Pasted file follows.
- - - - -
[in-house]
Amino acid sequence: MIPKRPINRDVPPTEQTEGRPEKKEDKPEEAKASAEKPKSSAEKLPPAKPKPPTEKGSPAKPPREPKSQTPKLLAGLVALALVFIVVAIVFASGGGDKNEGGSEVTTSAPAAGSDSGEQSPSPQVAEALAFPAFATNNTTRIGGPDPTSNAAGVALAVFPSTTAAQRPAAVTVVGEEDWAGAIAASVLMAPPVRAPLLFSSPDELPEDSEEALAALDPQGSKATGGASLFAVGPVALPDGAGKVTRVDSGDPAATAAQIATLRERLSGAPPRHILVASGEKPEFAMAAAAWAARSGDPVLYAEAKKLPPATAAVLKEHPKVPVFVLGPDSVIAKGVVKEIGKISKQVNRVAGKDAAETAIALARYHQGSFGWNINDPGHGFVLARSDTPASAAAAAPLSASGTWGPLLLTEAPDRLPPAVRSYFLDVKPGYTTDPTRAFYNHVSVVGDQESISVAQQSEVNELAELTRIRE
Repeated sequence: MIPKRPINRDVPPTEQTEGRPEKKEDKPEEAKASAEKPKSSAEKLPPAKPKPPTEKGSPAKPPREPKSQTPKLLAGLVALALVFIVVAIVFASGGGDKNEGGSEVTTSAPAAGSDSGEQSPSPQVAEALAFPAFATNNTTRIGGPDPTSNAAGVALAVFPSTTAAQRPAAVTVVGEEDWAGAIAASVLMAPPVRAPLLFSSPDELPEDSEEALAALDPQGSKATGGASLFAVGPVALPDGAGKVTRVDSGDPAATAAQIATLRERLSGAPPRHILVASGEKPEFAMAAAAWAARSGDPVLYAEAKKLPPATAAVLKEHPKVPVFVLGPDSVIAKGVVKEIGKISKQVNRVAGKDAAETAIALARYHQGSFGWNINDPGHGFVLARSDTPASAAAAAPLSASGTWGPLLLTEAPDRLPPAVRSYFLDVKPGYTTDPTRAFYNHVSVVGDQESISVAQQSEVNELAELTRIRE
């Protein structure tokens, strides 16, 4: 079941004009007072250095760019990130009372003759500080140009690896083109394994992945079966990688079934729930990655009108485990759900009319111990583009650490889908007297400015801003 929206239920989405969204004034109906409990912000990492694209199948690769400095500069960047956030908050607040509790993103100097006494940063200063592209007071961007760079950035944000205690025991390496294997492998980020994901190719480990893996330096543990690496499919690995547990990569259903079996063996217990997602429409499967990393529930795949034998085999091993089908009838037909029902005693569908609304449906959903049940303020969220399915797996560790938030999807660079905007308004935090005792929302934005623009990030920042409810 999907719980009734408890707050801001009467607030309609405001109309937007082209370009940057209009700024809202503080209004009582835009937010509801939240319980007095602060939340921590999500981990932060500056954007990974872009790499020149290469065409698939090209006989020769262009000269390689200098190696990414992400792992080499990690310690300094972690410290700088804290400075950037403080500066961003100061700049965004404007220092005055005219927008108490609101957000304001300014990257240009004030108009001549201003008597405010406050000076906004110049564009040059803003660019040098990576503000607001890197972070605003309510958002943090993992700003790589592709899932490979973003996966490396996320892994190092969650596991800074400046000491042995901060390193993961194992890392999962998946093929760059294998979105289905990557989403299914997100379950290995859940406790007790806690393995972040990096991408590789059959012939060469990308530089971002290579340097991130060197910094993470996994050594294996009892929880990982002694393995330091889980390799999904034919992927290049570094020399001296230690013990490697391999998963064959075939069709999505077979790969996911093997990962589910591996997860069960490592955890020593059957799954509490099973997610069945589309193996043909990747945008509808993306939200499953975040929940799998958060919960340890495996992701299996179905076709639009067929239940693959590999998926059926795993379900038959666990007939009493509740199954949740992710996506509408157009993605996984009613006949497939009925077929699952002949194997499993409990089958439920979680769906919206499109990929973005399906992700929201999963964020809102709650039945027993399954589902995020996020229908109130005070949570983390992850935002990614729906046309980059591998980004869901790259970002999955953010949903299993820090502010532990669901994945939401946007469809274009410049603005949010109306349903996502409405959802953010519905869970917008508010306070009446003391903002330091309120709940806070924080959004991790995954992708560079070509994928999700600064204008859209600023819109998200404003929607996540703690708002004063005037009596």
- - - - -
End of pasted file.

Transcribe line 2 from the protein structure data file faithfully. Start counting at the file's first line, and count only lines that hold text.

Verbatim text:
Amino acid sequence: MIPKRPINRDVPPTEQTEGRPEKKEDKPEEAKASAEKPKSSAEKLPPAKPKPPTEKGSPAKPPREPKSQTPKLLAGLVALALVFIVVAIVFASGGGDKNEGGSEVTTSAPAAGSDSGEQSPSPQVAEALAFPAFATNNTTRIGGPDPTSNAAGVALAVFPSTTAAQRPAAVTVVGEEDWAGAIAASVLMAPPVRAPLLFSSPDELPEDSEEALAALDPQGSKATGGASLFAVGPVALPDGAGKVTRVDSGDPAATAAQIATLRERLSGAPPRHILVASGEKPEFAMAAAAWAARSGDPVLYAEAKKLPPATAAVLKEHPKVPVFVLGPDSVIAKGVVKEIGKISKQVNRVAGKDAAETAIALARYHQGSFGWNINDPGHGFVLARSDTPASAAAAAPLSASGTWGPLLLTEAPDRLPPAVRSYFLDVKPGYTTDPTRAFYNHVSVVGDQESISVAQQSEVNELAELTRIRE